Dog Art Is All The Rage, Inspires Dog Only Art Auctions And Record Purchases
Pictures of dogs on leashes, dogs posing and other various works of dog art are all the rage at the moment with “dogs only” art auctions popping up after the Westminster Dog Show and around various cities in the United States.
Not only is dog art all the rage, the recently interest in the movement is helping drive up the price of popular works of dog art with two auction records set in 2012 for the popular dog artist William Henry Hamilton Trood (1860-1899) who’s “Dejeuner” sold for $194,500. The other record was for Trood’s “Hounds in a Kennel” which featured a selling price of $212,500.
Dog art is so big these days that the Bonhams’ Dogs in Show & Field auction is devoted solely to the art form. In the meantime the William Secord Gallery in Manhattan is the only gallery in the United States devoted solely to dog art. William Secord tells Newser:
“We have had an increase in visitors over past years, but also a substantial increase in sales compared to this time last year.”
From now through March 24 the gallery is selling 150 dog pieces that were provided by Geraldine Rockefeller Dodge to the Hubert’s Animal Welfare Center in Madison, N.J.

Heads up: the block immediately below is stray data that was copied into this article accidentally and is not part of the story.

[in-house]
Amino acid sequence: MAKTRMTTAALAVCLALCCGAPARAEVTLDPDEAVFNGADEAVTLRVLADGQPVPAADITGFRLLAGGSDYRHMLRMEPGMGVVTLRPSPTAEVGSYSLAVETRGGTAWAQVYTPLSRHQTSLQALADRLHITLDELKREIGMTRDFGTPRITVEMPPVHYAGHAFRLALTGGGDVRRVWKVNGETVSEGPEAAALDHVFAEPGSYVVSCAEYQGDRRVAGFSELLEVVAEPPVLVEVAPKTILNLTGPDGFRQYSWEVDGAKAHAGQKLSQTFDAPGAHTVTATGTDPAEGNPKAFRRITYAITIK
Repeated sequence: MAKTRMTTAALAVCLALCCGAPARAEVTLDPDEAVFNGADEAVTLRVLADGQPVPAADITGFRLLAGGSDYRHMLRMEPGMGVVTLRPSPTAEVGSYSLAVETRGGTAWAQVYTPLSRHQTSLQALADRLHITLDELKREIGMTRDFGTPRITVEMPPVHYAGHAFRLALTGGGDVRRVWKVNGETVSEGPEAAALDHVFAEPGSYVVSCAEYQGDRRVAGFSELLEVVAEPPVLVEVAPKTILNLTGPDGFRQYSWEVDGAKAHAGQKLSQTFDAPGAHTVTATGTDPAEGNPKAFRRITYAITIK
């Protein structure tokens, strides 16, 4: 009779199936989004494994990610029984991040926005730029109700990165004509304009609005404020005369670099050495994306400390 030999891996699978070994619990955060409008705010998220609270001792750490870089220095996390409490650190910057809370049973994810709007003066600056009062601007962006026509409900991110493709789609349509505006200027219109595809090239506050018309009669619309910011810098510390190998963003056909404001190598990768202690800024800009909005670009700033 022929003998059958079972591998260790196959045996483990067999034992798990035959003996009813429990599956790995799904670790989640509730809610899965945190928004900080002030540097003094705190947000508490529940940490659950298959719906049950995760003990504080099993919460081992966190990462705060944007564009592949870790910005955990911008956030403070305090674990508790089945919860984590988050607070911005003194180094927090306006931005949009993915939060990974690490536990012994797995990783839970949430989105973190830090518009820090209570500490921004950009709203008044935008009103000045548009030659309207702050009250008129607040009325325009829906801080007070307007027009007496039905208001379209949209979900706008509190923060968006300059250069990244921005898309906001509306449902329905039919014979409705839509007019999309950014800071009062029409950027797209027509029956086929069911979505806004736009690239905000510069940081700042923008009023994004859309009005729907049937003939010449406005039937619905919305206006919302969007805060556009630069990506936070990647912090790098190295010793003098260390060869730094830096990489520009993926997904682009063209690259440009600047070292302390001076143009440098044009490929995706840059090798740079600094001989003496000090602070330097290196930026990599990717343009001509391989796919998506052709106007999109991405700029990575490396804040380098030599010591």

High priced dog art isn’t a new art form, a 6-by-7-foot portrait of a Newfoundland sold for $3.6 million in 1999, that painting was created by George Stubbs (1724-1806).
Other famous works of dog art have also managed to sell for large sums over the last several years. American painter Cassius Marcellus Coolidge (1884-1934), known for his works of dogs playing poker had one painting sell for $602,500 at the Doyle Auction House in New York.
While some auction houses feature paintings of cats they are generally in short supply and sell for low prices.
Are you surprised to learn that dog art has become such a hot commodity in recent years?
[Image via ShutterStock.com]